The White House Is Lying About the Migrant Caravan Because That’s the Plan
A former campaign adviser for President Trump recently told the Washington Post that the migrant caravan is a “political gift” for Republicans. With less than two weeks until the midterms, the president and his administration aren’t letting it go to waste. Trump is now spewing lies at his greatest clip since taking office, mostly in an effort to drum up fear over the procession of around 7,000 migrants fleeing oppression in their Latin American home countries. He was at it again on Wednesday morning.
No one is advocating for illegal immigration. The Democrats do not want “Open Borders,” nor would they “rather protect criminal aliens than AMERICAN CITIZENS,” as Trump said Tuesday night at a rally in Houston. There is no evidence the procession is made up of “bad people” or “hardened criminals,” nor is it a national security threat, as Department of Homeland Security spokesperson Tyler Houlton tweeted Tuesday. It is a group of desperate people seeking asylum, which is legal and not even close to one of the most pertinent issues facing the United States as the midterms draw near.
But Trump and his administration want voters to believe otherwise, and they’ve lied shamelessly to make this happen. The reward has been wall-to-wall media coverage of a make-believe crisis the president invented to scare Americans into voting Republican. The pre-election disinformation campaign has been so effective that they don’t even have to pretend they’re not trying to swindle the American people. “It doesn’t matter if it’s 100 percent accurate,” a senior Trump administration official told The Daily Beast about the narrative the White House is trying to push. “This is the play.”
Trump’s baseless claims that Democrats and their donors are behind the caravan spread like wildfire throughout right-wing media. With a little help from his administration, so, too, has his claim that “unknown Middle Easterners” are using the caravan to get into America, which the president tweeted Monday morning. Later that day, Press Secretary Sarah Huckabee Sanders told reporters that the president “absolutely” has proof that Middle Easterners are in the caravan, noting that each day 10 suspected or known terrorists are prevented from entering the United States.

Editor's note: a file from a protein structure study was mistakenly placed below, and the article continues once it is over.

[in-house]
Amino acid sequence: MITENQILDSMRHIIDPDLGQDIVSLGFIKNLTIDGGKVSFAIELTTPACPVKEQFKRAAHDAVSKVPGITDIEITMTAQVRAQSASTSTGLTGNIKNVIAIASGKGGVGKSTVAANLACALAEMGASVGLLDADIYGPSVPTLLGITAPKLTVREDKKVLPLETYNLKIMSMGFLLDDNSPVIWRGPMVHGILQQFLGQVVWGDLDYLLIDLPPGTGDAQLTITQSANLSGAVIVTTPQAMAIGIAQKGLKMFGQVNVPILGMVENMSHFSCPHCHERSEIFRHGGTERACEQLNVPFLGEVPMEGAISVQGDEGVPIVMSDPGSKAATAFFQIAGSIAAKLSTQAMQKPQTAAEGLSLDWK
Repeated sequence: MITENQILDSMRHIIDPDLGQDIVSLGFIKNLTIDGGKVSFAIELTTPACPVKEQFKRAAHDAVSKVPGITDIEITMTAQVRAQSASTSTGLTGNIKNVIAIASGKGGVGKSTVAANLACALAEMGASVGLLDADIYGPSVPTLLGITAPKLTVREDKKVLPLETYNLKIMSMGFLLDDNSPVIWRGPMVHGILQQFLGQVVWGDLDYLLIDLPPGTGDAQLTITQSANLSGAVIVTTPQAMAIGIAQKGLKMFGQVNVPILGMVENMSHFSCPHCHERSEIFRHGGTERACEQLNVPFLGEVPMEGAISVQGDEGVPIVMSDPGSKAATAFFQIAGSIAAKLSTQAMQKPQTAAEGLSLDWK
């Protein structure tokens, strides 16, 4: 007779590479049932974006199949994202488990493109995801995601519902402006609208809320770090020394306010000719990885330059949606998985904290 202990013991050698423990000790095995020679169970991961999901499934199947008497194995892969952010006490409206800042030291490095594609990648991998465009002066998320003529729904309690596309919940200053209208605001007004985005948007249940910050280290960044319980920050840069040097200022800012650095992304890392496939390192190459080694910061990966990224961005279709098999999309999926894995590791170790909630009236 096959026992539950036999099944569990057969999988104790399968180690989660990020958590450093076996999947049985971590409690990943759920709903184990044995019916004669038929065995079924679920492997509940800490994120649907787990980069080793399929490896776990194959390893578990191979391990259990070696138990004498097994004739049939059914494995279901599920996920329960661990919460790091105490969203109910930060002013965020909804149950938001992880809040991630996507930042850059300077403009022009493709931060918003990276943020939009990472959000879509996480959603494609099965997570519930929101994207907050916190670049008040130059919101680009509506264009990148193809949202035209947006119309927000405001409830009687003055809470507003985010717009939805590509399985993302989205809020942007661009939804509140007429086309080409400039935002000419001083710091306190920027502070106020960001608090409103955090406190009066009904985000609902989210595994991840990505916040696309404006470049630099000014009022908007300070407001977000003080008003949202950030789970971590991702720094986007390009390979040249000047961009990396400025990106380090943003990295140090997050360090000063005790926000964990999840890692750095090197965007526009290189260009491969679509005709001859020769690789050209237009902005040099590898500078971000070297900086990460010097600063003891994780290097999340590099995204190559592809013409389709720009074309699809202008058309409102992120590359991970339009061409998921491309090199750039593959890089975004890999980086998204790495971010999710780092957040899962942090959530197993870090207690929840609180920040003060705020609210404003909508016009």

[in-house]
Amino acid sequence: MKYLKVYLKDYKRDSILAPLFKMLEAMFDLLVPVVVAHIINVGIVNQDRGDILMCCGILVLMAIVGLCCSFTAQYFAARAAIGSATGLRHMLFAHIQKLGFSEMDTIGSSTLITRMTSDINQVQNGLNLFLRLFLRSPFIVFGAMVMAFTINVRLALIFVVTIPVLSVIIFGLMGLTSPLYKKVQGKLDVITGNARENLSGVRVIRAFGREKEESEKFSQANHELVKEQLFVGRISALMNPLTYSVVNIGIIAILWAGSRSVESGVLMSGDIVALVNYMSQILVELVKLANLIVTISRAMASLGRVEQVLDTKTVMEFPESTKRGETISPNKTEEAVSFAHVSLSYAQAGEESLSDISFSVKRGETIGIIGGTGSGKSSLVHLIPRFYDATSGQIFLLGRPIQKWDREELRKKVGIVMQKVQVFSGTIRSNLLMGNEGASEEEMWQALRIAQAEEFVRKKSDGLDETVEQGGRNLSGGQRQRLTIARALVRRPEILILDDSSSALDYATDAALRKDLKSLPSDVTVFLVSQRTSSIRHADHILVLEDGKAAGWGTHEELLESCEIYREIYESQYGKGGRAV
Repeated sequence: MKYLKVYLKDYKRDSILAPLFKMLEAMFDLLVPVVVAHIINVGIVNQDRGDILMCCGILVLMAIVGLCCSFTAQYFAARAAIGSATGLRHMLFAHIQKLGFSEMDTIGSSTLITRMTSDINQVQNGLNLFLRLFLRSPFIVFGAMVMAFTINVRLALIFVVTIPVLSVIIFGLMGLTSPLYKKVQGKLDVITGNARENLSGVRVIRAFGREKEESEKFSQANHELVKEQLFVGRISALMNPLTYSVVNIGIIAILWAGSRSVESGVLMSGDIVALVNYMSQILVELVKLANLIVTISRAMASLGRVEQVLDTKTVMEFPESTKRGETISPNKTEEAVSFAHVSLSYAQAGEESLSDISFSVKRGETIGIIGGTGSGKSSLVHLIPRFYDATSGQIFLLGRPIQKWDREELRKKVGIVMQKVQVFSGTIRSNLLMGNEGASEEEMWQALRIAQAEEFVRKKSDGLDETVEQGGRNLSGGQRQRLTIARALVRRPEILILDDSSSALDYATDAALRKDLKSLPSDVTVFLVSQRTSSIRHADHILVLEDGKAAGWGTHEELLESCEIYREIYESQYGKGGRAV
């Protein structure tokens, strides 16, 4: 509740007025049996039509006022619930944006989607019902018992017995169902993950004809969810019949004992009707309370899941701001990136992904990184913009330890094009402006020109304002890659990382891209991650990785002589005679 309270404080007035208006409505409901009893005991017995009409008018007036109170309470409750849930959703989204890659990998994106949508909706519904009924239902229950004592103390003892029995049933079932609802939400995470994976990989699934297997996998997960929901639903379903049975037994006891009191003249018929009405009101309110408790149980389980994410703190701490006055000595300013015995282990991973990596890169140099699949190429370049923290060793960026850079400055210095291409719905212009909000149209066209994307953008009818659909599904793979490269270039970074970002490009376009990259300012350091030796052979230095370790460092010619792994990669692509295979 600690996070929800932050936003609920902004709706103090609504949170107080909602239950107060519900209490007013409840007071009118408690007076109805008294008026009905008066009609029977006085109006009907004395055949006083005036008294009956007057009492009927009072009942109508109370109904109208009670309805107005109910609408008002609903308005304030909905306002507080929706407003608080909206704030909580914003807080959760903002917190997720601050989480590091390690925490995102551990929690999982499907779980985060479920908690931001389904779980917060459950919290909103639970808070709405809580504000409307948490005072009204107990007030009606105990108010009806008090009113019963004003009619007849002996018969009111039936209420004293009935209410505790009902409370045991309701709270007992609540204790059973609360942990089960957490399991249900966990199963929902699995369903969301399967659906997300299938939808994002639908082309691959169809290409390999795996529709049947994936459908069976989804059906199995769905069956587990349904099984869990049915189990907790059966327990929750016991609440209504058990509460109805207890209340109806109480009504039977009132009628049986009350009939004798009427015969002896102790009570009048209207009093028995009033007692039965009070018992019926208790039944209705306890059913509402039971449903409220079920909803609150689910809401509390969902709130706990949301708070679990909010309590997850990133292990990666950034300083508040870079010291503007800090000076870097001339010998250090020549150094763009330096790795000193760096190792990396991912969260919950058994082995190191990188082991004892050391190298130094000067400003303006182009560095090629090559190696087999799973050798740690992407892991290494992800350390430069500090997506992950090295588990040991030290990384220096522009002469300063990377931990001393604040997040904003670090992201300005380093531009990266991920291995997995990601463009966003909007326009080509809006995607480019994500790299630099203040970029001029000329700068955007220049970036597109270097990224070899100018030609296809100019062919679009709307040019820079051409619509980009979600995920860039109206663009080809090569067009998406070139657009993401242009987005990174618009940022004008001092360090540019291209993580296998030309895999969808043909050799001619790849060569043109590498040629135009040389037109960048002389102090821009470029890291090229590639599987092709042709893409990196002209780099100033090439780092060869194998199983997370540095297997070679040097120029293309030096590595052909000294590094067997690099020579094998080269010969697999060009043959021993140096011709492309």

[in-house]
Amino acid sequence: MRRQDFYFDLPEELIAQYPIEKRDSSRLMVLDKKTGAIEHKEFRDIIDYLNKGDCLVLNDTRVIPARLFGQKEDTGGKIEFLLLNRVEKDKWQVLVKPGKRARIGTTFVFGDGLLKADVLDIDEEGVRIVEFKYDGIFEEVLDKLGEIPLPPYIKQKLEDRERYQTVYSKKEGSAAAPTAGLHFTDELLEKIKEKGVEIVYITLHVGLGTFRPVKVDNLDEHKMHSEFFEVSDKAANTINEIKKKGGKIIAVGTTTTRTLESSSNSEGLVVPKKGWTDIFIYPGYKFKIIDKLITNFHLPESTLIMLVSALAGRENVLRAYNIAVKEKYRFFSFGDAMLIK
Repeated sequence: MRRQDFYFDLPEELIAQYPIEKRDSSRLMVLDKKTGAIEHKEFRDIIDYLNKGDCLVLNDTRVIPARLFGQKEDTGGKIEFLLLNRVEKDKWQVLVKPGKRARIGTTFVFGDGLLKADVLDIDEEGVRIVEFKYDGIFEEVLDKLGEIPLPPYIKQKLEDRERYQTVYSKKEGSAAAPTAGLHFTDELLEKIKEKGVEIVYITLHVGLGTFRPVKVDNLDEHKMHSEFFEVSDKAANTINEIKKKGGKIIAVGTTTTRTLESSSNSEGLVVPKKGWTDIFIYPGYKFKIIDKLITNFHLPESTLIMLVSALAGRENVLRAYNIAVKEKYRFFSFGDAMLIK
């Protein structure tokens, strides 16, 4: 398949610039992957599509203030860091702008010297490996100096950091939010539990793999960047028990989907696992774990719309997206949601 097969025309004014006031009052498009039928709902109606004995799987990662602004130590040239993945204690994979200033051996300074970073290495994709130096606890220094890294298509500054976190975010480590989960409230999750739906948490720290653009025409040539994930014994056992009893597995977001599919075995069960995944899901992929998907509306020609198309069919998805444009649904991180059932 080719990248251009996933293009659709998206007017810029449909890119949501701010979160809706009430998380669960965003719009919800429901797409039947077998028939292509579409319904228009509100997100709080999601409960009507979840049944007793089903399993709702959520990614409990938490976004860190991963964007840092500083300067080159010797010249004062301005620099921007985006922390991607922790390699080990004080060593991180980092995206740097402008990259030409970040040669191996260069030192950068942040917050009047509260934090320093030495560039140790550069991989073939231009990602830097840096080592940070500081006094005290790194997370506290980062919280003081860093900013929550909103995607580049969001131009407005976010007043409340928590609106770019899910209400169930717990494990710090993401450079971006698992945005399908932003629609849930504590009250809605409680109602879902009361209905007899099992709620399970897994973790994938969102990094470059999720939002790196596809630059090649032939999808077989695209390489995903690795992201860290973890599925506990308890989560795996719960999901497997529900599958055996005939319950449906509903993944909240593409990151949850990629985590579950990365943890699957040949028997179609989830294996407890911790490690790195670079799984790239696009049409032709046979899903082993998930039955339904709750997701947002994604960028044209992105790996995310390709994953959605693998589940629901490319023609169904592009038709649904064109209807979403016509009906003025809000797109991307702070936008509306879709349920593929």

The statistic doesn’t quite justify the president’s claim, so Vice President Mike Pence went ahead and altered it to refer specifically to the southern border. “It’s inconceivable that there are not people of Middle Eastern descent in a crowd of more than 7,000 people advancing toward our border,” he said the following morning at an event in Washington, D.C. “We apprehended more than 10 terrorists or suspected terrorists per day at our southern border from countries that are referred to in the lexicon as ‘other than Mexico’ — that means, from the Middle East region.”
“Other than Mexico” does not mean “the Middle East region,” nor are all of the terrorists or suspected terrorists Pence is referencing apprehended at the southern border. A few hours later, Houlton tweeted that the DHS has confirmed that there are “individuals within the caravan who are gang members or have significant criminal histories,” and that citizens of countries outside Central America, including some from the Middle East, are “traveling through Mexico toward the U.S.”
When asked by Bloomberg‘s Jennifer Epstein whether the tweet referred to people in the caravan, Houlton was unable to clarify. “The tweet speaks for itself but we cannot release the data due to law enforcement sensitivities,” he said.
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The administration knows that what it says doesn’t have to actually be true. The mere idea that Middle Easterners — which, as Sanders and Pence made clear, means terrorists — could be in the caravan has been released into America’s bloodstream, which is all that matters. It might be true, which to Trump’s base and anyone else who has bought into the president’s fear-mongering, means it is as good as true. Trump said as much on Tuesday afternoon when, despite the claims made by Sanders, Pence and Houlton, he admitted there is no actual evidence to back up his claims about the caravan. “There’s no proof of anything,” Trump told reporters in the Oval Office. “But there could very well be.”
Meanwhile, images of the caravan remain fixed on the screens of cable news networks and splayed across the front pages of national newspapers.
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